- The Washington Times - Saturday, November 2, 2002

DETROIT (AP) A year after incentives helped the industry to its best month ever for U.S. vehicle sales, the top U.S. automakers reported yesterday that sales dropped nearly 33 percent last month compared with October 2001.

Sales for General Motors Corp., the world's largest automaker, fell nearly 32 percent in October compared with the same month a year earlier. Car sales were down 39.9 percent, while light-truck sales including pickups, sport utility vehicles, vans and minivans fell 25.7 percent.

No. 2 Ford Motor Co.'s sales were down nearly 35 percent for the period. At DaimlerChrysler AG's Chrysler Group, sales fell nearly 31 percent, with car sales down 34.7 percent and light-truck sales down 29.8 percent.

"Last month's year-over-year sales comparison was not unexpected," said Gary Dilts, Chrysler's senior vice president for sales. "The industry will be well short of that [October 2001 sales rate] in October 2002."

Last year, the lure of no-interest financing helped industry sales show a 24 percent increase. Ford's sales had jumped 36 percent to record levels compared with October 2000, while GM's October 2001 sales rose 31 percent and Chrysler's were up 5 percent.

"Looking at the broader picture, we are pleased with our overall performance for the first 10 months of the year," said Bill Lovejoy, group vice president of GM North America Vehicle Sales, Service and Marketing. "Our October retail sales were significantly higher than September results, but were down compared to an exceptionally strong October in 2001."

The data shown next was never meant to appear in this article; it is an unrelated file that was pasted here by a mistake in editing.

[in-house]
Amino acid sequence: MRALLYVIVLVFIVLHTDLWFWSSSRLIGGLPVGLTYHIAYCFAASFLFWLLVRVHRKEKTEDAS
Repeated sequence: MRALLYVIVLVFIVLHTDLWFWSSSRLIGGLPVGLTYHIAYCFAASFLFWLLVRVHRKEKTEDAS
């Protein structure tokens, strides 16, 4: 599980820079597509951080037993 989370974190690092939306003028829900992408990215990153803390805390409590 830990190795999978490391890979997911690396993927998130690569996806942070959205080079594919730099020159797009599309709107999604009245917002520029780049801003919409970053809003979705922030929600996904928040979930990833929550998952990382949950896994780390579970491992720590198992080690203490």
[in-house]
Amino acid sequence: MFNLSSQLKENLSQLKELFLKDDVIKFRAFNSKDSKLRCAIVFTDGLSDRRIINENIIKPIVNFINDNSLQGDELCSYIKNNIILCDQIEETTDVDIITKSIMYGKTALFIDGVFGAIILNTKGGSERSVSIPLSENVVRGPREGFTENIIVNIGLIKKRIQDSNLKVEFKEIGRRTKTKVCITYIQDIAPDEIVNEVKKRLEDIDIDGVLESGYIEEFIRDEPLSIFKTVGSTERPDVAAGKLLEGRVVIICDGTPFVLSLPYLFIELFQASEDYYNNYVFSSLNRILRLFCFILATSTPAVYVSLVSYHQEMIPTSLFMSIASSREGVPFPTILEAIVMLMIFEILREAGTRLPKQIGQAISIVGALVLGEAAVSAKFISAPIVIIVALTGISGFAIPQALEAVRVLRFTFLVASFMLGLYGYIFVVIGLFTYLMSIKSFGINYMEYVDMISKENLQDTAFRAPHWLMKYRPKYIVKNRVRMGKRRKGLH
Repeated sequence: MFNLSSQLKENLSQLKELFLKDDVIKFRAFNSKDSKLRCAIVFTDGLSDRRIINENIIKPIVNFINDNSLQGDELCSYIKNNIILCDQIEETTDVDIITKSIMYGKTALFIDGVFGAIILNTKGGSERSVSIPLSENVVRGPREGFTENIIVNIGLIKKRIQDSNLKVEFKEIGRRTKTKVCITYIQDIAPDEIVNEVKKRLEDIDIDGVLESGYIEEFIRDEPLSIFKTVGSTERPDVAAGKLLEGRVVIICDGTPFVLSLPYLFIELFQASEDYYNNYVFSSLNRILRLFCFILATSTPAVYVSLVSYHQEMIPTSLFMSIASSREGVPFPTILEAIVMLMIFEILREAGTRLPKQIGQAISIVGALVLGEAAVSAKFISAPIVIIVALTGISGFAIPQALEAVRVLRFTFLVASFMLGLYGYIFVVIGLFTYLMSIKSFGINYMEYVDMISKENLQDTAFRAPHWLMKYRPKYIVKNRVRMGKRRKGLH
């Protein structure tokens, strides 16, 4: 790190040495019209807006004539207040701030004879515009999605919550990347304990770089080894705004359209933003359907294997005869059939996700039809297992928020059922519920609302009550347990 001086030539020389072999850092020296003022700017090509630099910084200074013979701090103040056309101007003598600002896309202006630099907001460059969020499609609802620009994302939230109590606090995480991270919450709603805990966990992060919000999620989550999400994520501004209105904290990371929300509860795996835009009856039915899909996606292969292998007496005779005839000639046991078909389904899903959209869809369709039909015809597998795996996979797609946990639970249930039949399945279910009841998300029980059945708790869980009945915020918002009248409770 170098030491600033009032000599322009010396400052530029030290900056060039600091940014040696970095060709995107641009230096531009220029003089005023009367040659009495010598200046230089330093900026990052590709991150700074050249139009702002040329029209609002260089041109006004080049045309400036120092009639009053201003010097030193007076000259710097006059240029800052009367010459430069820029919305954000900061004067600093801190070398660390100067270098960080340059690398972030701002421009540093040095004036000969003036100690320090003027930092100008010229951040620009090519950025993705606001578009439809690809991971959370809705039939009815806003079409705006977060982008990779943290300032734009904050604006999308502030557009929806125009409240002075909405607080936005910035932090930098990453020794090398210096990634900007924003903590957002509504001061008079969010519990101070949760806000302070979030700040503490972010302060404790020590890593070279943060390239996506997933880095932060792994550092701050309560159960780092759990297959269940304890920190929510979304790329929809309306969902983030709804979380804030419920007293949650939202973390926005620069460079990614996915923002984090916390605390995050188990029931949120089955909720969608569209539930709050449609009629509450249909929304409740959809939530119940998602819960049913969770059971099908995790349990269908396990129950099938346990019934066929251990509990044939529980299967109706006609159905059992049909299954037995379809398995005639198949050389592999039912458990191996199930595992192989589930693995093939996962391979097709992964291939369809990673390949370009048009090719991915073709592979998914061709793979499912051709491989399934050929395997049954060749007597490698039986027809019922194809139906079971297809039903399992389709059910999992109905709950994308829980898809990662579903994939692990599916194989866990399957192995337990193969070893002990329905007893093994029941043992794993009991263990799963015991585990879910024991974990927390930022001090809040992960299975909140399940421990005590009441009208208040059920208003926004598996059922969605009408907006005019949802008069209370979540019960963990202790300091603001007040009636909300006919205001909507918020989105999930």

GM's Saab unit reported a 63 percent drop in sales last month compared with October 2001.

Earlier in the day, GM announced its latest round of incentive offers that waive down payments and interest charges and require no payments for three months on a new car or truck.

To compete for customers in the sluggish economy, Ford and Chrysler joined GM last year in offering lucrative incentives.

The 34.9 percent decline in October sales of Ford, Lincoln and Mercury brand cars and trucks was compared with record sales in the same month a year ago. Car sales were down 38.8 percent compared with the same month in 2001. Light-truck sales fell 32.6 percent.

In a conference call with reporters and financial analysts, George Pipas, Ford's top sales analyst, said the company's October 2002 numbers also felt the effect of more buyers picking up new vehicles during the summer because of zero-percent financing offers.

"What we see in October is a reflection of what we saw in July and August," he said.

Ford's Jaguar unit reported sales slightly lower than in October of last year.

The automaker's Land Rover unit showed sales that rose 48 percent from those during October 2001, and its Volvo unit saw sales drop 22.7 percent from a year ago.

Figures are based on 27 selling days during October, compared with 26 sales days in October 2001.

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